Mapping Black Women's Geographies

Kimberly Blockett (Hrsg.)

ca. 55,71 (Lieferbar ab 09. August 2024)
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Belletristik / Romanhafte Biographien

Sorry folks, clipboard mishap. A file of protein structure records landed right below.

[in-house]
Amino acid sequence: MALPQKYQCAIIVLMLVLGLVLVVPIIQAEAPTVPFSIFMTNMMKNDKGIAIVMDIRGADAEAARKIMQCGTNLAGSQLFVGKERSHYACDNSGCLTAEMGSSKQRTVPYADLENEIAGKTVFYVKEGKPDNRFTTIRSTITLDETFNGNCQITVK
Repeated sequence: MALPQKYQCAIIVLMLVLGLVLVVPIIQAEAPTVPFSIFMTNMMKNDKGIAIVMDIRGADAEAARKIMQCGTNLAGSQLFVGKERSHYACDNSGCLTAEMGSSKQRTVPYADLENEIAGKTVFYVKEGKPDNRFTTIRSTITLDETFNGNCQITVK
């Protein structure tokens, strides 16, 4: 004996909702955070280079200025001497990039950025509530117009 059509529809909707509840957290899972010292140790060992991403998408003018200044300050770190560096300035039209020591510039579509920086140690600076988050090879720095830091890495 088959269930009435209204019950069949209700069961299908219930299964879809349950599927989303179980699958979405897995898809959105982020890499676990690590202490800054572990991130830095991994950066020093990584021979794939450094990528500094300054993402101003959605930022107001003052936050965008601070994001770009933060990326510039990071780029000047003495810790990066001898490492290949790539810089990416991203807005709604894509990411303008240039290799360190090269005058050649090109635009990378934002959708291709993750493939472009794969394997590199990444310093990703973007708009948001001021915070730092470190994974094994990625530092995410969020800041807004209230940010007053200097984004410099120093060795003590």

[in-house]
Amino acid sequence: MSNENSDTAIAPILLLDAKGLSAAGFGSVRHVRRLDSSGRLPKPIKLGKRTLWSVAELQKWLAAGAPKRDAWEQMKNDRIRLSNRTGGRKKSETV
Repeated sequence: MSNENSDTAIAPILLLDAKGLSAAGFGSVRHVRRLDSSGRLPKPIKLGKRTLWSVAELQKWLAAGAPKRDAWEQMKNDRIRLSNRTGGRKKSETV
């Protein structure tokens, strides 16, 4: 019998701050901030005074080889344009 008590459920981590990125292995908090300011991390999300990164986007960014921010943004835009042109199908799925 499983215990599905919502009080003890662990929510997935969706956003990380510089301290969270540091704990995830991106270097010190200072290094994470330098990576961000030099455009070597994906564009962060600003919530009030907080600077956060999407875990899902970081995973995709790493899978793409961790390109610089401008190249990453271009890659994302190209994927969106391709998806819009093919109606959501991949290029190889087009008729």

Spanning three centuries, this book demonstrates a variety of archival practices to tell more expansive stories about Black women. It examines the life writing, records, and ephemera of Black women such as political reformer Sydna E. R. Francis, educators Edmonia Highgate and Lucy F. Simms, travel writer Nancy Prince, poet June Jordan, novelist Jesmyn Ward, and self-liberator Matilda Hawkins Tyler, enslaved by her own Jesuit church at St. Louis University.The contributors use oral histories, data visualization, and biographical documents and narratives to map these and countless anonymized stories across geographic locations. Tracking the voluntary and forced movement of Black women alongside the places and spaces they inhabit gives us richer, more contextualized histories. The authors probe and answer how these women moved through and beyond systemic barriers and physical dangers while placing themselves at the center of change. The stories crystalize the joys, horrors, quotidian experiences, and endurance of marginalized lives. Each chapter illustrates ways to build archival and theoretical spaces that interrogate the many ways that Black women have navigated formidable and dangerous lands.This interdisciplinary volume will be of interest to students and researchers of comparative literature, gender studies, and Black studies. The chapters in this book were originally published as a special issue of a/b: Auto/Biography Studies.